Sens. Grassley, Bond ratchet up long-simmering dispute with HUD

Sens. Grassley, Bond ratchet up long-simmering dispute with HUD

Two senior Republicans are ratcheting up a long-simmering dispute with the federal Department of Housing and Urban Development over how officials are spending funds under the 2009 stimulus law.

Sen. Chuck GrassleyCharles (Chuck) Ernest GrassleyFBI informant gathered years of evidence on Russian push for US nuclear fuel deals, including Uranium One, memos show Klobuchar taking over Franken's sexual assault bill Lawyer: Kushner is 'the hero' in campaign emails regarding Russia MORE of Iowa, the ranking member of the Finance Committee, and Sen. Kit Bond of Missouri, the ranking member of an Appropriations Committee subpanel on housing, sent HUD Secretary Shaun Donovan a letter last week detailing their complaints.

In the letter — a follow-up to an exchange between Donovan and Grassley in March — Grassley and Bond accuse HUD of providing incomplete or unsatisfactory answers about stimulus funds distributed to public housing authorities (PHAs) that are considered at risk for financial abuse.

“We remain concerned about the waste, fraud and abuse of taxpayer dollars being given to PHAs with less than stellar track records,” Grassley and Bond wrote Donovan in the letter on Wednesday.

In Sanford, Fla., Grassley and Bond wrote, local news accounts stated that "thousands of tax dollars meant for Sanford's public housing were instead spent on cross country trips, hotels and restaurant lunches. While the executive director of the Sanford Housing Authority and two co-workers were charging on corporate credit cards, big bills weren't getting paid.

"This PHA received over $1 million in stimulus money, yet according to news reports, owes over $700,000 to its creditors."

The letter notes that the Fort Myers Florida Weekly reported that a PHA in the Sunshine State received a $2.2 million in stimulus money and "ditched plans to use it to repair existing public housing units."

The senators add, "The article then goes on to describe the cost of plush new furnishings including '$30,000 of sleek virgin furniture, including a regally chic Aeron-style executive chair ... and a $5,000 conference room table equipped with 14 chairs worth $450 each.'"

A HUD spokeswoman told The Hill the department plans to respond to the senators, but that officials believed denying funds to “troubled” housing authorities would have been unfair.

“A determination was made that it would have been wrong,” the spokeswoman said. “A lot of those authorities have needs that are just as great as the others, if not greater.”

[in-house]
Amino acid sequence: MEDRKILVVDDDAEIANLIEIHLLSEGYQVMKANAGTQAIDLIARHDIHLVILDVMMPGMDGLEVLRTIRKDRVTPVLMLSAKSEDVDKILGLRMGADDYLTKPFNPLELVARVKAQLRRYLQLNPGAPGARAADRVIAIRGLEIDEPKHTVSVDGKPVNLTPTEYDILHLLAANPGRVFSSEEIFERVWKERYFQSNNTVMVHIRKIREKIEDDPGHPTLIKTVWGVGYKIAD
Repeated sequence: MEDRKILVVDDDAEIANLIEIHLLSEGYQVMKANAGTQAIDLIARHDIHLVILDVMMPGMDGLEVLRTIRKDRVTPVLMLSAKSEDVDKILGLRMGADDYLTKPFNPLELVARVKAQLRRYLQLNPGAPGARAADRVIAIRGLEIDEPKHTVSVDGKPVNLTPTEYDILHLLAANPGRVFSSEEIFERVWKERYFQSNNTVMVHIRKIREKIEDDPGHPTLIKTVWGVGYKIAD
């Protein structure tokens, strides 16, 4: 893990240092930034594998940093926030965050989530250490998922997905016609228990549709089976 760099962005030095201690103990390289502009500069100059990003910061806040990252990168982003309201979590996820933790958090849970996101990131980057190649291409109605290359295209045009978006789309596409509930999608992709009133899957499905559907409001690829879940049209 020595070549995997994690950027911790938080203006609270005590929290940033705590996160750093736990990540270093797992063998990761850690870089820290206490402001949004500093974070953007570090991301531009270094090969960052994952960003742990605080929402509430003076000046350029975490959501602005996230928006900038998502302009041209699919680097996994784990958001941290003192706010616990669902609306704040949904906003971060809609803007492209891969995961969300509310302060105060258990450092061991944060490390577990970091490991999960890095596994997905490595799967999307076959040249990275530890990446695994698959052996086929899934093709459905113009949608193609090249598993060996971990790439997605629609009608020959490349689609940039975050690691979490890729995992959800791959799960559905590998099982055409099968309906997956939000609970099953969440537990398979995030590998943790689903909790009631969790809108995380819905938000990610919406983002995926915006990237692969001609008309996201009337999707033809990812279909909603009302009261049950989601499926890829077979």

Specifically, Grassley and Bond take aim at 13 particular housing authorities, including five in Michigan that received a combined $94 million in stimulus funds despite being considered “high risk” by an internal HUD rating system.

Earlier this year, Grassley won a pledge by HUD that those internal ratings would be publicly accessible through the HUD website. However, he and Bond had their office staffs conduct an independent inquiry of a separate HUD designation system and found errors and omissions.

The HUD spokeswoman said the department has taken steps to improve accountability and transparency in terms of the authorities’ finances even before Grassley’s suggestion. Federal officials increased the fiscal reporting requirements by authorities, for example, she said.

The senators ask for an extensive list of answers to various questions concerning the PHAs by June 30.

Grassley spokeswoman Jill Kozeny said Grassley and Bond believe there could be a severe lack of oversight.

“Taxpayers deserve an answer to why the federal agency gave tens of millions in stimulus dollars to housing authorities it found to be ‘high risk,’" Kozeny said. “Is there so much pressure to shovel stimulus dollars out the door that responsible stewardship has been abandoned?”

Grassley and Bond sent their letter to Donovan just two days before President Barack ObamaBarack Hussein ObamaReport: FCC chair to push for complete repeal of net neutrality Right way and wrong way Keystone XL pipeline clears major hurdle despite recent leak MORE went to Ohio to mark the 10,000th road project funded by the $787 billion stimulus program. Obama was in the capital city of Columbus to highlight a $25 million project near a children’s hospital, with about 300 jobs created.

"While the recovery starts with projects like this, it can't end here," he said. "Rebuilding our infrastructure is one of the keys to our future prosperity. If we want to rebuild America's economy, we're got to rebuild America, period."